There are a litany of not-at-all-uplifting reasons for that kind of broad agreement across the usual ideological divides on the court. There are also closely related reasons why prosecutors in the Georgia case worked so very hard to to seat an all-white jury. To wit:

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  • A 2010 Equal Justice Initiative study found that, in counties across the country, prosecutors dismissed nearly 80 percent of African Americans qualified for jury service during the seating process. Some prosecutors have been trained to exclude potential jurors on the basis of race and taught how to conceal this activity. And all this produced multiple cases in which black defendants facing capital murder charges in majority-black counties were tried by all-white juries.
  • Prosecutors work so hard to seat all-white juries because they know what all-white juries mean for trial outcomes. A 2012 Duke University study of non-capital cases found that all-white juries convict black defendants 16 percent more often than white defendants. And, what's more, the same study found, when juries included just one black person, 71 percent of black defendants and 73 percent of white defendants were convicted. In other words, the conviction gap almost disappears. A full 40 percent of the juries the researchers studied over a 10-year period had no black members at all. Those that did often had just one or two black jurors.

In short, prosecutors — the public employees on whom Americans rely to seek justice — are aware of the way that all-white juries respond to black defendants and have apparently trained themselves to disguise their efforts to seat all-white juries. These activities increase the odds that black defendants will be convicted, which means that they will also, quite often, boost individual prosecutors' careers.

And as grim a picture as that paints of prosecutors, there's something even more disturbing here: None of this would be possible without the reliable way that white jurors — randomly selected members of the American public — appear to decide cases when alone in jury rooms.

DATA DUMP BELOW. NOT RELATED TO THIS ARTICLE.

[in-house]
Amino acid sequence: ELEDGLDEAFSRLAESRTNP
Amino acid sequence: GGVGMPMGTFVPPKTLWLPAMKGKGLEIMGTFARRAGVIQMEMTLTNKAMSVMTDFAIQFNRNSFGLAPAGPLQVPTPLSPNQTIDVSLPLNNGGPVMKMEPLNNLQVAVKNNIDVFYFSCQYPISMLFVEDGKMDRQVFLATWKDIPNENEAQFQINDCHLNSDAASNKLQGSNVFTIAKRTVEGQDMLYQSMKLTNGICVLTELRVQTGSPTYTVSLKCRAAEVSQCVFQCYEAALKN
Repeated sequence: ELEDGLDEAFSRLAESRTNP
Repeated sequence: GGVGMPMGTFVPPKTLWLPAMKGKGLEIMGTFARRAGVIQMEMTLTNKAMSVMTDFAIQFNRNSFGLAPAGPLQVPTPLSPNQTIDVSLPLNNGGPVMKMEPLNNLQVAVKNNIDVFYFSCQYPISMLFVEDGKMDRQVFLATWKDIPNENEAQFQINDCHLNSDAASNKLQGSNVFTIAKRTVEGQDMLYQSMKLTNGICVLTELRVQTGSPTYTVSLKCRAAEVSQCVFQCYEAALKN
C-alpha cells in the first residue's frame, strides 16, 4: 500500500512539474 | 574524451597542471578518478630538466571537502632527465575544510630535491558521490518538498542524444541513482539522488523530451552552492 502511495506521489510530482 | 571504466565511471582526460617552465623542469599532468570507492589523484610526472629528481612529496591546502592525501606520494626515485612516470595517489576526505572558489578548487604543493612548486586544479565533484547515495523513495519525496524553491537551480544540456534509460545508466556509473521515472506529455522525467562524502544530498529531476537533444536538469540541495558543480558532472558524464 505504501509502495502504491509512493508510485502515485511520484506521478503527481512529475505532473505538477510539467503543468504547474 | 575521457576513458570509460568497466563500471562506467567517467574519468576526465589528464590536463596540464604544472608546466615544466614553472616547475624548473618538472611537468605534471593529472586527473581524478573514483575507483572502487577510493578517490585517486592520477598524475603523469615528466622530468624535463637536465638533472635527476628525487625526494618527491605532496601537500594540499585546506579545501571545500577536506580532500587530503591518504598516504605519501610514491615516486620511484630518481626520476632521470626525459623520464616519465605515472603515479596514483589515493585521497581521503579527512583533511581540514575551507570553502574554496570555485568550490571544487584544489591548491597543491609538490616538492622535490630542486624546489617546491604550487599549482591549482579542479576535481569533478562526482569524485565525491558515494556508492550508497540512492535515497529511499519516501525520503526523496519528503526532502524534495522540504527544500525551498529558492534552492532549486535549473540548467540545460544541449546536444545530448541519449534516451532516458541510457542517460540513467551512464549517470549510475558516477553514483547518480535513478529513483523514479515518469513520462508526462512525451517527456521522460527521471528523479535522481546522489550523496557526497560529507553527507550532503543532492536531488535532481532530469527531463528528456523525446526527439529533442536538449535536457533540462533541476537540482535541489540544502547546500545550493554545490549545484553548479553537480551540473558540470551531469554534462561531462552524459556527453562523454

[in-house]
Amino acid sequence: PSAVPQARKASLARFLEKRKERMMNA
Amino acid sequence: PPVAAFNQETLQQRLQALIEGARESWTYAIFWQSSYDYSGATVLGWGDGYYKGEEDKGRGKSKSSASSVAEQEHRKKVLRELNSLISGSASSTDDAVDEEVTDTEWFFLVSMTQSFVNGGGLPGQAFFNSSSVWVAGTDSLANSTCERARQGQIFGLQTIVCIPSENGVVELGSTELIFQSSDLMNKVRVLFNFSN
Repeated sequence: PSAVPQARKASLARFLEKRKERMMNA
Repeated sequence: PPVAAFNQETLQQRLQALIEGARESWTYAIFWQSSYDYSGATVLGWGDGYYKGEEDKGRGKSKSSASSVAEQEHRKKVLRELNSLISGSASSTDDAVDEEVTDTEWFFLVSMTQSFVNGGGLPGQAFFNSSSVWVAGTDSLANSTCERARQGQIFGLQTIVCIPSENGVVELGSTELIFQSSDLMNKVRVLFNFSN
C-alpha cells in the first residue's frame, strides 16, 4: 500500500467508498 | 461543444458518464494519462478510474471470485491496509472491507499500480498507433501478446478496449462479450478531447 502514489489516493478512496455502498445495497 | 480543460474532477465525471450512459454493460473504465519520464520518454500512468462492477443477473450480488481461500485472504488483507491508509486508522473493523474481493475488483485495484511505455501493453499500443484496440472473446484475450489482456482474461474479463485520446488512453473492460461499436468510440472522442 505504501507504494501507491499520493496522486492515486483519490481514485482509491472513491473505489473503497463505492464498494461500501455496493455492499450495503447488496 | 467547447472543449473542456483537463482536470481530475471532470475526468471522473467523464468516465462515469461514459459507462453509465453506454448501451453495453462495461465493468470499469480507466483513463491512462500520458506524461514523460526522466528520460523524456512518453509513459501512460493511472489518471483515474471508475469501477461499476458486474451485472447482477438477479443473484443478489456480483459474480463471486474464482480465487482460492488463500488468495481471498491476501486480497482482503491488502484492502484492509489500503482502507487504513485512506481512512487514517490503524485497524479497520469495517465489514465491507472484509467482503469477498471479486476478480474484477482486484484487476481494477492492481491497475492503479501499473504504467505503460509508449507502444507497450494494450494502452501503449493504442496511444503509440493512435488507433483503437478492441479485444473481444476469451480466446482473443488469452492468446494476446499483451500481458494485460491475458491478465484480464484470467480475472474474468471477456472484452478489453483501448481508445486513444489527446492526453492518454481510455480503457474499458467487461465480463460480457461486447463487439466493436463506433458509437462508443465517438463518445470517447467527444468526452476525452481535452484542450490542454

The Supreme Court's Monday decision doesn't exonerate Foster; it sends the case back to Georgia where his lawyer says he is entitled to a new trial.

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Beyond the Georgia case, though, this is an outcome that raises yet another avenue Thomas's future biographers will one day probe. Thomas, the court's lone black member, has proven a reliable vote against defendants seeking redress in civil rights matters. On Monday, his opinion remained true to form. In the short term, the court's 7-to-1 decision will probably give some additional inmates convicted by all-white juries reason to believe they could seek their own retrials.

For those who remain steadfastly convinced of the elegance and accuracy of the American judicial system, there's little reason to believe today that the guilty will soon be set free. For those who recognize that the criminal justice system is both damaged by various forms of bias and sometimes reproduces or creates new forms of inequality, perhaps there is a sliver of uplift in the court's decision Monday.